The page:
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Current Topic: Society

Congress Eyes Idiotic Whois Crackdown
Topic: Society 12:01 pm EST, Feb  5, 2004

] "The Government must play a greater role in punishing
] those who conceal their identities online
, particularly
] when they do so in furtherance of a serious federal
] criminal offense or in violation of a federally protected
] intellectual property right," (Lamar) Smith said at a hearing on
] the topic today.

Congress wants to make it a federal crime to lie on your domain name registration. If you do not make your real address, telephone number, and email available to everyone on earth you can be sentenced to federal prison time (in this version you'd have a sentence for another crime extended). This came up in last years legislative session as well. The thing that makes my blood boil about this is that the spin is totally wrong. The copyright people are lying through their teeth, this journalist can't see through it, and the CDT/ACLU don't understand EITHER so they are providing the wrong counterpoints, almost assuring that this will pass!

This article lets slide absolute lies like:

] Smith and Berman drafted the bill after receiving complaints
] from the entertainment and software industries that much of
] their material is made available for free on Web sites whose
] owners are impossible to track down because their domain
] name registrations often contain made-up names.

No web site owner is "impossible" to track down!

DNS whois information is made available for reference. It is intended to assist communication between administrators who run networks, for security or network management related reasons. It was not designed for lawyers or police. It was also not designed with the modern spam and stalker infested internet in mind, and therefore often people fill it out with false information, especially if they aren't a business entity.

If you want to track down someone on the internet for a legal reason, you do not use the DNS whois system. That is not what the DNS whois system is for. You do a nslookup on the domain name and get the IP address. Then you use the ARIN whois system, (a completely different and totally unrelated database that used to run on the same software) which tells you what ISP an IP address has been issued to. ARIN whois is usually correct. If it is not correct you can complain to ARIN and they can check their records. Their records are always correct unless the IP addresses have been stolen (and if you're dealing with stolen IP addresses you're way past the point where DNS whois is going to help you, federal crime or not). Either way you'll get an ISP. You then go to a court and get a subpoena, and send that subpoena to the ISP, and the ISP produces contact information for the customer. This always works.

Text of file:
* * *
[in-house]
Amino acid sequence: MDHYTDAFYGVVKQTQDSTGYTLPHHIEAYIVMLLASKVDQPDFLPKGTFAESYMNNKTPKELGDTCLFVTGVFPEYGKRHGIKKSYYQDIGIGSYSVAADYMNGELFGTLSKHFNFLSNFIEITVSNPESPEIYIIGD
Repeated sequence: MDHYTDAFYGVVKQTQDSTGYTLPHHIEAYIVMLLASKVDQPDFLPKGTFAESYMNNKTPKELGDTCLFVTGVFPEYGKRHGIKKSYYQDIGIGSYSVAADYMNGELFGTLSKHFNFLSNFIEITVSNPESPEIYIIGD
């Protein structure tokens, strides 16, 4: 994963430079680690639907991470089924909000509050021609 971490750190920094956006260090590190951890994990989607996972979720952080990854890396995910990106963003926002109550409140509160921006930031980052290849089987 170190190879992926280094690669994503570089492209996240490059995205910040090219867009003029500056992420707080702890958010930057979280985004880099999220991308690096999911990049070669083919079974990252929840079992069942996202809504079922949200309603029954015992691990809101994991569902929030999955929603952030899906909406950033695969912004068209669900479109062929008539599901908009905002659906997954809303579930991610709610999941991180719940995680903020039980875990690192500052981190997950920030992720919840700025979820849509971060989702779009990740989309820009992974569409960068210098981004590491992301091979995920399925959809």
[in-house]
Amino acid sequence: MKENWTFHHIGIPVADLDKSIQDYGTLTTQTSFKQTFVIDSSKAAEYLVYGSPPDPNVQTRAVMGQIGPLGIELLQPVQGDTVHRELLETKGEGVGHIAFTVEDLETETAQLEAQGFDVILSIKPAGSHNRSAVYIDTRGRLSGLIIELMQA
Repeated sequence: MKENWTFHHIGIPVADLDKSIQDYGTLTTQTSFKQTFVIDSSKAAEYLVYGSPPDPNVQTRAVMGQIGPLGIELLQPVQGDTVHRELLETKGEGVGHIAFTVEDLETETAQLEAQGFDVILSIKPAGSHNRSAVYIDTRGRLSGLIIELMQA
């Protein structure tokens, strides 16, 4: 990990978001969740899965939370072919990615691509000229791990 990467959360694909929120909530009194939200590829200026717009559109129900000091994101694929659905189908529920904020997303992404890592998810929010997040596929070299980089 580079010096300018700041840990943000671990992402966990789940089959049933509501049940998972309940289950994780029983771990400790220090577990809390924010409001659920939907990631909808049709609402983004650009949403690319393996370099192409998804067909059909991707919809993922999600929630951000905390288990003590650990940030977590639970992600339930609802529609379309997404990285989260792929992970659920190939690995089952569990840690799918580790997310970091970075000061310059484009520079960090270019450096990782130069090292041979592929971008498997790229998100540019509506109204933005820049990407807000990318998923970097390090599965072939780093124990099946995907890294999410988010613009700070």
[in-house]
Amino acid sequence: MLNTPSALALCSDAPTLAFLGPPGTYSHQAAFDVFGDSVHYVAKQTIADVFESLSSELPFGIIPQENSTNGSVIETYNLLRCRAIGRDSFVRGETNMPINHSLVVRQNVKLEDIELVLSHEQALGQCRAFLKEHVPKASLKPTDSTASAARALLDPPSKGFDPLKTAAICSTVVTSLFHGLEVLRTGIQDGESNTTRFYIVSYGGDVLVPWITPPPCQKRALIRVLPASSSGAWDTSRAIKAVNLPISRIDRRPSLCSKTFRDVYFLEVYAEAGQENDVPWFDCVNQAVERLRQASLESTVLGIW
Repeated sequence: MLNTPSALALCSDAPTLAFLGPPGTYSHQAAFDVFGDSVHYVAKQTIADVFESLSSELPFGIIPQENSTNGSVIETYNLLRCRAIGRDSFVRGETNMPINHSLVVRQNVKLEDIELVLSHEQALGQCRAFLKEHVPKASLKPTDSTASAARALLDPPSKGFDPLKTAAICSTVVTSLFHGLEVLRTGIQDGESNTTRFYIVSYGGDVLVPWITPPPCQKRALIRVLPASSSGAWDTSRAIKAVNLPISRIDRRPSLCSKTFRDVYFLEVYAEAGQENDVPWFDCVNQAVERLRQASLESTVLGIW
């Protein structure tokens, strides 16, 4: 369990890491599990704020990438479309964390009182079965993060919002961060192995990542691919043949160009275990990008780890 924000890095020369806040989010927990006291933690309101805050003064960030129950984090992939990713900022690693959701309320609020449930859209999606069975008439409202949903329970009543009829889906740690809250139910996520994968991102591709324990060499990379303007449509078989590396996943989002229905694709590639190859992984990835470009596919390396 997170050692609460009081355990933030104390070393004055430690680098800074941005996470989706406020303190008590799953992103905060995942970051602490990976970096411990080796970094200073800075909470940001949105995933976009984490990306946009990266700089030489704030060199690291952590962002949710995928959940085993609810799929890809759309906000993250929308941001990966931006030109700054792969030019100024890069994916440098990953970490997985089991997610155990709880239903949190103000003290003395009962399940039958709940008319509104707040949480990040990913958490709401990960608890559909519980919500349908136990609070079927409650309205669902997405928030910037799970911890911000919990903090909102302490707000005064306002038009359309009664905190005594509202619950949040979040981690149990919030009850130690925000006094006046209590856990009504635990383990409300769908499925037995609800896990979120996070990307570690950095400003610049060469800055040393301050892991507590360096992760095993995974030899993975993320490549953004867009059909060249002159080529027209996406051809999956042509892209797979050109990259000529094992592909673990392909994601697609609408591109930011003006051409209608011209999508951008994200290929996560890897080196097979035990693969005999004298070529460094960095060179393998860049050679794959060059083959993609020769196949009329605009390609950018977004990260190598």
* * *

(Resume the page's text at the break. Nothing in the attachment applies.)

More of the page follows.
Let me be absolutely clear about this. Requiring people to keep accurate dns whois records has absolutely nothing at all to do with being able to track down domain holders on the internet. You can always do that today. Forcing people to keep accurate dns whois records is about being able to track down domain holders on the internet without court authorization. We should not allow that.

What really pisses me off here is that no one on "our side of the fence" in this debate is making that point. We're going to loose this one if the discussion isn't forced back into the realm of reality. If this is about people committing crimes on internet sites that can't be tracked down by any means, we'll be passing laws based on a complete fantasy.

Kids, this is exactly how bad law happens.

Congress Eyes Idiotic Whois Crackdown

RE: Deaths in Iraq., vs Deaths in Los Angeles
Topic: Society 4:02 pm EST, Jan 27, 2004

] 512 killed in a WAR, compared to a 643 in L.A.

But we know what they are killing for in LA: Hoes, weed, and hoods. Why are we in Iraq again? oh thats right Oil! Maybe I should get a solar power car and go to Compton. :-)

RE: Deaths in Iraq., vs Deaths in Los Angeles / News / Nation / Infiltration of files seen as extensive
Topic: Society 1:28 pm EST, Jan 22, 2004

] Republican staff members of the US Senate Judiciary
] Commitee infiltrated opposition computer files for a
] year, monitoring secret strategy memos and periodically
] passing on copies to the media, Senate officials told The
] Globe.
] From the spring of 2002 until at least April 2003,
] members of the GOP committee staff exploited a computer
] glitch that allowed them to access restricted Democratic
] communications without a password. Trolling through
] hundreds of memos, they were able to read talking points
] and accounts of private meetings discussing which
] judicial nominees Democrats would fight -- and with what
] tactics. / News / Nation / Infiltration of files seen as extensive

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